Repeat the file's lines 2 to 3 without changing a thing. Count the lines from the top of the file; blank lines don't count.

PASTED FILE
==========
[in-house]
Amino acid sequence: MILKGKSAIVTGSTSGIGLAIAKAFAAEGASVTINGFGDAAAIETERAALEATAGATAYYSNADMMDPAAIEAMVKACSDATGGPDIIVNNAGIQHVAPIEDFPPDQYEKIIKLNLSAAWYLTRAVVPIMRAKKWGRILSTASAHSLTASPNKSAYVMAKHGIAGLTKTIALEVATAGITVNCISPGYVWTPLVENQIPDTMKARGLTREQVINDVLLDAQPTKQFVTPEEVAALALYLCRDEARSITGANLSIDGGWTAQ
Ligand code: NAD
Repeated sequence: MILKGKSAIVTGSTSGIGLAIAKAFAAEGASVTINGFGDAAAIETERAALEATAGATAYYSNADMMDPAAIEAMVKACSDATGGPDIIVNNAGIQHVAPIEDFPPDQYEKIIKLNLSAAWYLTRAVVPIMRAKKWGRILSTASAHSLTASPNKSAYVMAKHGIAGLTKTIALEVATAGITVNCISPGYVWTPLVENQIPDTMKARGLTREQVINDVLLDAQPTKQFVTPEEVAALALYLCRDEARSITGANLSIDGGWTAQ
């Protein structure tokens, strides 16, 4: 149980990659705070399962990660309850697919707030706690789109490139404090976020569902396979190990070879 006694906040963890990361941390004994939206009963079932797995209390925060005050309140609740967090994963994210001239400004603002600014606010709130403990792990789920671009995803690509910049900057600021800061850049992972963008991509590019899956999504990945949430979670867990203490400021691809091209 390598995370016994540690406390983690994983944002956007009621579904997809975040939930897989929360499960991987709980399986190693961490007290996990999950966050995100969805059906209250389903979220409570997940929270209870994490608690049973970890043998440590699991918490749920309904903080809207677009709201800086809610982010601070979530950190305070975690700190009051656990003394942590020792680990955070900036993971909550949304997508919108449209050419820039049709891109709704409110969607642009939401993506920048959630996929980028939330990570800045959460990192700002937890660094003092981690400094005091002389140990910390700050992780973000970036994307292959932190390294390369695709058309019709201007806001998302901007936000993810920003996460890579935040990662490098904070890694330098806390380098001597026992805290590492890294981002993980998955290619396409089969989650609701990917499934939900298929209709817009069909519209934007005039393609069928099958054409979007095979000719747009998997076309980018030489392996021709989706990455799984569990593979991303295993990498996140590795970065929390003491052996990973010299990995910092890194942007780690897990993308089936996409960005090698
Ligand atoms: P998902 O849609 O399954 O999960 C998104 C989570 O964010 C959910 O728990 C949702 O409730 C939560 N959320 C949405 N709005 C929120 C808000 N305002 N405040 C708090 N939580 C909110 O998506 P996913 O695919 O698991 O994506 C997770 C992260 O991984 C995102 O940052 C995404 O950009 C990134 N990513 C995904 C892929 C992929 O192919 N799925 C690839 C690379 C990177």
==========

Amino acid sequence: MILKGKSAIVTGSTSGIGLAIAKAFAAEGASVTINGFGDAAAIETERAALEATAGATAYYSNADMMDPAAIEAMVKACSDATGGPDIIVNNAGIQHVAPIEDFPPDQYEKIIKLNLSAAWYLTRAVVPIMRAKKWGRILSTASAHSLTASPNKSAYVMAKHGIAGLTKTIALEVATAGITVNCISPGYVWTPLVENQIPDTMKARGLTREQVINDVLLDAQPTKQFVTPEEVAALALYLCRDEARSITGANLSIDGGWTAQ
Ligand code: NAD